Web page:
One Step Closer to the Edge

This past November, I participated as one of only a few “consumer advocates” in the U.S. on a research panel for the Prostate Cancer Research Program. I wanted to do this because it involved reviewing research proposals from scientists around the world who are trying to develop novel therapies and approaches for dealing with advanced prostate cancer. This program – which is ultimately managed by the U.S. Department of Defense (surprised? I was) – has funded research that has produced five groundbreaking drugs to combat advanced prostate cancer in the last decade alone. I have been on several of these drugs and they have no doubt extended my life by at least five years so far.


It's good that I did this, because trying to understand the “lay abstracts” that I had to review were on a par with trying to understand cryptocurrency and “blockchain” technology, which I still do not understand and likely never will. It was great practice for reviewing “informed consents” for clinical trials that are laced with medical jargon, which I am doing now prior to making a very important treatment decision.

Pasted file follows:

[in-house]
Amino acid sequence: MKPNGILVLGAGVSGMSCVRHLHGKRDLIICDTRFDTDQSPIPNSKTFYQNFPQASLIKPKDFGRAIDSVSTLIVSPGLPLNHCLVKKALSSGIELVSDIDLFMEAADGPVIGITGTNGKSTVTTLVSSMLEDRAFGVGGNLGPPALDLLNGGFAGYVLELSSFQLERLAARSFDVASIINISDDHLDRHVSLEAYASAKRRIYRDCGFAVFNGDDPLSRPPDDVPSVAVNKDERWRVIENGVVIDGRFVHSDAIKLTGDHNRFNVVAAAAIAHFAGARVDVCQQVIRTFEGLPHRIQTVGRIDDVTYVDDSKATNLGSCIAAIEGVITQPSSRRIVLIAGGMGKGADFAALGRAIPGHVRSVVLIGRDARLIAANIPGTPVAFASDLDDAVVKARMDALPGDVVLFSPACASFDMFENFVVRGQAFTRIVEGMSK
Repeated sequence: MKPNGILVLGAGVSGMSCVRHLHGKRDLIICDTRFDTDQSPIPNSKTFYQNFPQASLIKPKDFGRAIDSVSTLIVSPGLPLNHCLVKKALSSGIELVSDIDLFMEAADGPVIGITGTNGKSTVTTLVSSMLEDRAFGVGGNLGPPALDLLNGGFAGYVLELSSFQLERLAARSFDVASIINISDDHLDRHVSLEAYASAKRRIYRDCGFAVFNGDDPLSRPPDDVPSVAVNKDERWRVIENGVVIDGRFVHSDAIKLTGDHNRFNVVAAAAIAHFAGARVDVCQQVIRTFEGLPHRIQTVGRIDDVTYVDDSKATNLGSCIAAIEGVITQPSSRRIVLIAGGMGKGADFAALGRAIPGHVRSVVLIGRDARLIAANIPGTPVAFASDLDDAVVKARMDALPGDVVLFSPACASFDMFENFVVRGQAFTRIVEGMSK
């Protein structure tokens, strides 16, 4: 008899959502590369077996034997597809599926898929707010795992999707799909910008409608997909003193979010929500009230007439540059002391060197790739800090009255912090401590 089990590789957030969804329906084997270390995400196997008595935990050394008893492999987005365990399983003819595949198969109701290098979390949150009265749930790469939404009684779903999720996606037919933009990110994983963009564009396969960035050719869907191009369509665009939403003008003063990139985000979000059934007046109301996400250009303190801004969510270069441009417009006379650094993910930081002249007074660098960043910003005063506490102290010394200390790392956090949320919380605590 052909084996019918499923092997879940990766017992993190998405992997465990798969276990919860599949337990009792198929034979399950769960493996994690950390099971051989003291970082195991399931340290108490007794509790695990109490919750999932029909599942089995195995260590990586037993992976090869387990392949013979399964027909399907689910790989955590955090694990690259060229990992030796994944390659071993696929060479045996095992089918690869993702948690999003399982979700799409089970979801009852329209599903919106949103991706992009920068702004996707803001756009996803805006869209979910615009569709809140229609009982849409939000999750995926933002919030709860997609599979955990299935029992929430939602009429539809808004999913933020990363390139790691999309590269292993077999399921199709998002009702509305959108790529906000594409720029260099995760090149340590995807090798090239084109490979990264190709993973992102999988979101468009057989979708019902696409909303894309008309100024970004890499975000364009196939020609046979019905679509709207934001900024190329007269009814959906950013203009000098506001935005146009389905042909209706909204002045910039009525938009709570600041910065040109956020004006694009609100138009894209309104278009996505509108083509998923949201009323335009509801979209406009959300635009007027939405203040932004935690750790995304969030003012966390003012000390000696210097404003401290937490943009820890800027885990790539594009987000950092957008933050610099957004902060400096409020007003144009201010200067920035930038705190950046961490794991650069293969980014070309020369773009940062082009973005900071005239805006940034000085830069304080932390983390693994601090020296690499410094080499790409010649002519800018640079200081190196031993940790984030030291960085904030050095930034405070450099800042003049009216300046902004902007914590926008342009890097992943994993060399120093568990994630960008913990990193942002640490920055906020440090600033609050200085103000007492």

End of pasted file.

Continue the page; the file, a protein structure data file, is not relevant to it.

I have already had my interview with the National Institutes of Health and have been accepted into their trial if that is what I want to do. However, on my newly developed Guinea Pig Scale, I would have to give this one four out of a possible five guinea pigs. I like that the trial is being run by the NIH and I like that it is free to patients. However, I’m not a huge fan of the fact that it relies entirely (like as in 100%) on “investigational” (i.e., unproven, non-FDA approved) drugs. The other thing is although I used to live on airplanes, I am not in a huge hurry to start traveling back-and-forth in a flying Petri dish, anticipating the side effects of four unapproved drugs being used in a novel combination for the first time in human beings. Yikes!


On a related note, I had my call with the Principal Investigator at the University of Michigan’s Rogel Cancer Center last week to discuss a clinical trial they are offering that combines an immunotherapy drug (i.e., Keytruda – you’ve seen the commercials by now), a hormone therapy drug called Enzalutamide (that I have already been on and failed), and something called a “bromodomain inhibitor,” which is designed to reduce the resistance to hormone therapy that I have developed that is allowing my cancer to spread. I give this one only two guineas on the guinea pig scale. If this trial is successful, hormone therapy drugs may begin to work again for some period of time, which would be awesome.

Anyway, thank God there are people out there that dedicate their lives to this research work, because I am not smart enough to do it myself. Looks like I might want to begin researching the best wine bars, bottle shops, coffee emporiums and Mexican restaurants in Ann Arbor.


Until next time,


Steve